A third of fields in occupied areas, hostile zones will not be planted, says Ukrainian ag journalist
The seeding season in Ukraine has started. The main question is how well positioned are producers to plant. The answer is not that simple. There are big producers who lost up to 90% of their producing area due to Russian occupation or because of proximity to hostilities, especially in East and Southeast Ukraine. In general, the first balanced estimates of spring sowing show that up to one third of Ukrainian fields in the occupied areas or hostile zones will be unsown.
There are also producers whose areas are sufficiently far from the lines of war and can be tilled provided that these producers have sufficient inputs, mainly fuel, seed, and fertilizers. While the shortage of seed and fertilizer may be easily resolved when necessary through imports and domestic production, the situation with fuel is more complicated.
The restrictions on exports and issues with seed also are driving producers to change their production plans. It is expected that this year the areas in Ukraine that planted corn and sunflowers will be replaced with wheat and buckwheat (which is the most popular cereal in Ukraine). Considering the sharp increase in demand for grain on the international markets and the restricted capacity of the railroad, this introduces the possibility to increase the export of flour instead of grain. So the situation is not as gloomy as it may look.
Before the war, Ukraine imported half of its oil and produced the other half in country. The total annual volume of crude oil available was about 3 million tons. Of the 1.5 million tons of imported oil, 70% was supplied by Russia and Belarus. For now, this channel is cut off. Another 30% of oil and its derivatives were imported from the countries of Azerbaijan, Algeria, and Libya. Due to mining by Russia of the Black Sea waterways to/from Ukraine, it is impossible to import oil by sea, so essentially Ukraine has to rely on its own oil supply to get by.
Is there a possibility to increase the domestic production of oil? Theoretically, there is. There are oil fields in Eastern and Western Ukraine. The oil fields in Eastern Ukraine are close to the front lines, so they may be the targets of ground and/or air attacks. So this is risky. While the oil fields in Western Ukraine are depleted, some extraction increase is possible.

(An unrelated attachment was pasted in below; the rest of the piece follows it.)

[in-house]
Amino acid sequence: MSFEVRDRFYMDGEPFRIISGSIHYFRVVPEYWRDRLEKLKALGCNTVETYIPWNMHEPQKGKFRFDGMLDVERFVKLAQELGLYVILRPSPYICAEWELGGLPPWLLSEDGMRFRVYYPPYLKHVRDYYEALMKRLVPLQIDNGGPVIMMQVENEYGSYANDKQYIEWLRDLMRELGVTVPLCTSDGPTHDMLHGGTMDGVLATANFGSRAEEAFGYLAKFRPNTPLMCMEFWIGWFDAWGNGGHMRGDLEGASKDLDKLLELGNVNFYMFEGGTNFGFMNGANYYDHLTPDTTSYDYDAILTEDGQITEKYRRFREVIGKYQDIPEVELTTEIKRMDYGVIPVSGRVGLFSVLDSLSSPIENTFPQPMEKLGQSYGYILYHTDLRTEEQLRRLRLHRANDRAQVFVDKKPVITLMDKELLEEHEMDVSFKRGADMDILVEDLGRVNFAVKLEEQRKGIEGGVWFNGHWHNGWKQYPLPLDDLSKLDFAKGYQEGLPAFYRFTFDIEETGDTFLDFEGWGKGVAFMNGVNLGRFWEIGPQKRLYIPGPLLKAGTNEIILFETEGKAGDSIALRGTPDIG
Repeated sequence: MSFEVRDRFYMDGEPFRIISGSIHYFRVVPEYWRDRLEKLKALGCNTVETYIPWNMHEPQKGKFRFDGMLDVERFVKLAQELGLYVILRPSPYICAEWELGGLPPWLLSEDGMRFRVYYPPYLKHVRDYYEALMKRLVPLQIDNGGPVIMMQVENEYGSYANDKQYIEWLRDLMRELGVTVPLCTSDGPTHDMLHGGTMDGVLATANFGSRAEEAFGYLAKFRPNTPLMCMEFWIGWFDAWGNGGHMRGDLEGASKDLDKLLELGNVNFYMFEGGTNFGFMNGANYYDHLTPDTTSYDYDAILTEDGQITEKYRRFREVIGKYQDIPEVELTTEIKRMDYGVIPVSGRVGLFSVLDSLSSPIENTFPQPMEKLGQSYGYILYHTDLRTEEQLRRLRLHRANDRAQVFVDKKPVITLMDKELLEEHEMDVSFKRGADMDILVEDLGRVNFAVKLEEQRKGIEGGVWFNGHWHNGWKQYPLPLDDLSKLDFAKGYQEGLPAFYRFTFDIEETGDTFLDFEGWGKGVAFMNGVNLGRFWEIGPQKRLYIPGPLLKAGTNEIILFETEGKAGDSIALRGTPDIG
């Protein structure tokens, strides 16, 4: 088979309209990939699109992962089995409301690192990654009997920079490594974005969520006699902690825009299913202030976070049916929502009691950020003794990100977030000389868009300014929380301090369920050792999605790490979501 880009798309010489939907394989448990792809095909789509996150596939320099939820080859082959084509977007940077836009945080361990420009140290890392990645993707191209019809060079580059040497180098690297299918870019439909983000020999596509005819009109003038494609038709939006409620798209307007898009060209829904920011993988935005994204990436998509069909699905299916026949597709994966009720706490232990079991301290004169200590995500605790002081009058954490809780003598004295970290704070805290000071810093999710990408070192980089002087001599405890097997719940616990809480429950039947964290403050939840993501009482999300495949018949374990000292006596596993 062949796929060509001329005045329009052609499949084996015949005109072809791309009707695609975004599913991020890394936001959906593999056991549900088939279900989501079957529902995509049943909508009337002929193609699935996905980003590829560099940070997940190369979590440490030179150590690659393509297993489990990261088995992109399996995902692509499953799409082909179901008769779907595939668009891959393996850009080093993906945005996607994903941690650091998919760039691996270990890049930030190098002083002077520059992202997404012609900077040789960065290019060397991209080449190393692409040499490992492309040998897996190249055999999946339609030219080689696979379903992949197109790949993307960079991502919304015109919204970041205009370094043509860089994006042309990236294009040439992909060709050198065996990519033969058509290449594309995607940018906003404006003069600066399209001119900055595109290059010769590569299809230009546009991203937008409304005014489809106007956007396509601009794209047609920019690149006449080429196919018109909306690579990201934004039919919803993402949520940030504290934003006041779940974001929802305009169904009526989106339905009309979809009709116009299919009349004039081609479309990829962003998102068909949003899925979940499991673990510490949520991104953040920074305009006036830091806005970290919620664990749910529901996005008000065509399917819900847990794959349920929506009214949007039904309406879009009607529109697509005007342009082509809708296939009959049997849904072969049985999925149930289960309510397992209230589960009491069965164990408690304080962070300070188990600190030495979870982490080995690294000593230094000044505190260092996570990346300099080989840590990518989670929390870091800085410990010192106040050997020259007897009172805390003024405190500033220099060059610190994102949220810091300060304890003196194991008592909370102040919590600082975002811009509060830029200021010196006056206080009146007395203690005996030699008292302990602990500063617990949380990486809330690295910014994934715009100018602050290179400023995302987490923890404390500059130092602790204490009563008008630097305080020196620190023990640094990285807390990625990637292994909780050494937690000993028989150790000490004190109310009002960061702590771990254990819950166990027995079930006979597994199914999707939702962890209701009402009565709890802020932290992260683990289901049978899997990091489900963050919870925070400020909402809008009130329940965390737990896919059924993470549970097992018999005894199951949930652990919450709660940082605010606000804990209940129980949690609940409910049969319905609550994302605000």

However, all these measures will not cover the loss of the Russian and Belarus oil.
Recently, the Deputy Minister of Agrarian Policy and Food, Taras Vysotsky, announced that Ukraine has enough sugar reserves for 1.5 years, corn for 2 years, and sunflower oil for 5 years. These stocks are being kept for the domestic consumption by the population.
There are large stocks of unexported commodities like corn, sunflower seeds and oil, and soybeans. It is impossible to export commodities by sea, and railway restrictions only allow the export of 10% of the previous year’s volumes. It is possible to expand the production of biofuels as substitutes for the mineral ones thus replenishing the supply of fuel for farmers and the army, though it may require some improvements to equipment.
Early this morning, the Mykolaiv seaport infrastructure suffered a lot of damage as a result of a Russian air strike.
Ukraine is now fighting for her very existence with the vile and savage Russian beast. This fight has already drastically influenced the international energy and food markets. It is in everybody’s interest to put an end to this fight and return to normal life in the speediest way possible. Since the Russian beast, at the moment, shows no sign to stop its aggression, the best way for the international community to interfere is to back up Ukraine in her deadly fight.
Editor’s Note: Iurii Mykhailov is a Ukrainian economist and agricultural journalist who’s been reporting from Kyiv on the war between Russia and his country for Successful Farming.